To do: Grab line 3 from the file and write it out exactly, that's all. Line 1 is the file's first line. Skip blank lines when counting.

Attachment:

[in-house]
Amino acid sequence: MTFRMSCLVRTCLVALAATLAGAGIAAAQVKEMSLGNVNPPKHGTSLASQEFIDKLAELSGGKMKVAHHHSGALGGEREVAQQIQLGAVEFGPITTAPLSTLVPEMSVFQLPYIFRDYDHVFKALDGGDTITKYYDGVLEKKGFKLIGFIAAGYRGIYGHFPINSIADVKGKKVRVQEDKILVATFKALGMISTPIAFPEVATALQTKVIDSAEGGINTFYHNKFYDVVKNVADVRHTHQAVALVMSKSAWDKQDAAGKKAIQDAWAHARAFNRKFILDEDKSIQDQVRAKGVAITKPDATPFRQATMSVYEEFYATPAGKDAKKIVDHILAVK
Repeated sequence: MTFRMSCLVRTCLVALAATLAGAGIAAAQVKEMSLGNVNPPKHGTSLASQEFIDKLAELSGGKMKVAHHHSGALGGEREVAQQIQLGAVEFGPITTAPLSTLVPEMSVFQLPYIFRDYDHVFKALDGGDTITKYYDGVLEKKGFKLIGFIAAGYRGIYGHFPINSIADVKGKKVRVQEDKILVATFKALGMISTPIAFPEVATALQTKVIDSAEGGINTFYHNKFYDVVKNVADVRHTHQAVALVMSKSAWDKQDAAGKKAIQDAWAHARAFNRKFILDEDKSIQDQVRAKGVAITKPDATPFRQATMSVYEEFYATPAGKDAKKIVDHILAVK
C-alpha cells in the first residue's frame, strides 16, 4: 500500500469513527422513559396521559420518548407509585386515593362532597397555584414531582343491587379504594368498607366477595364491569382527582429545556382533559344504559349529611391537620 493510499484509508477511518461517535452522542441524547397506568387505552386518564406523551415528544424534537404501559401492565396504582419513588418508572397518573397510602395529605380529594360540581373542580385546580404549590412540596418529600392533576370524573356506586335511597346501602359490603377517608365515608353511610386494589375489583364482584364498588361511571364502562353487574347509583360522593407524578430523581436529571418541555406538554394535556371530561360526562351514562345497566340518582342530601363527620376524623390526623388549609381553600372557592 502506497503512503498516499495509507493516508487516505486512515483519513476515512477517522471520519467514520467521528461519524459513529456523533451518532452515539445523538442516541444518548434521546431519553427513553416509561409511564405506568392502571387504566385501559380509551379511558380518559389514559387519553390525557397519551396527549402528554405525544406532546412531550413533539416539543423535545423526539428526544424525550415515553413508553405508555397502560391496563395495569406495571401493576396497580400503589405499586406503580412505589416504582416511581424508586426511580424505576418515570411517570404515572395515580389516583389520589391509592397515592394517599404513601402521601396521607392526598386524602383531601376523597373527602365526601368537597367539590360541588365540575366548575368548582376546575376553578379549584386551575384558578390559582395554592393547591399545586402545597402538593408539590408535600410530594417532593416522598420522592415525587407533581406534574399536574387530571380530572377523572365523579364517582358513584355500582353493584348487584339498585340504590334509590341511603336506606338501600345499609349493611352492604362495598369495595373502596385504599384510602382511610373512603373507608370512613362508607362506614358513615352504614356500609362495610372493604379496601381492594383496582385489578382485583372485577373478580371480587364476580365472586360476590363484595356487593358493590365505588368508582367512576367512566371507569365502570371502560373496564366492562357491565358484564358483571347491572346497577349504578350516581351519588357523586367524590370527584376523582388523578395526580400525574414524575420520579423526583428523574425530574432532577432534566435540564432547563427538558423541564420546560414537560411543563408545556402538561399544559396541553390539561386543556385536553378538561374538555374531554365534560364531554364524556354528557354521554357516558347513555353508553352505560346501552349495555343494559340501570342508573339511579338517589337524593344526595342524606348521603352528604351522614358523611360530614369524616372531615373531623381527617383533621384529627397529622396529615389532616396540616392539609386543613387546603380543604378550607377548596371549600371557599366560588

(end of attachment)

Repeated sequence: MTFRMSCLVRTCLVALAATLAGAGIAAAQVKEMSLGNVNPPKHGTSLASQEFIDKLAELSGGKMKVAHHHSGALGGEREVAQQIQLGAVEFGPITTAPLSTLVPEMSVFQLPYIFRDYDHVFKALDGGDTITKYYDGVLEKKGFKLIGFIAAGYRGIYGHFPINSIADVKGKKVRVQEDKILVATFKALGMISTPIAFPEVATALQTKVIDSAEGGINTFYHNKFYDVVKNVADVRHTHQAVALVMSKSAWDKQDAAGKKAIQDAWAHARAFNRKFILDEDKSIQDQVRAKGVAITKPDATPFRQATMSVYEEFYATPAGKDAKKIVDHILAVK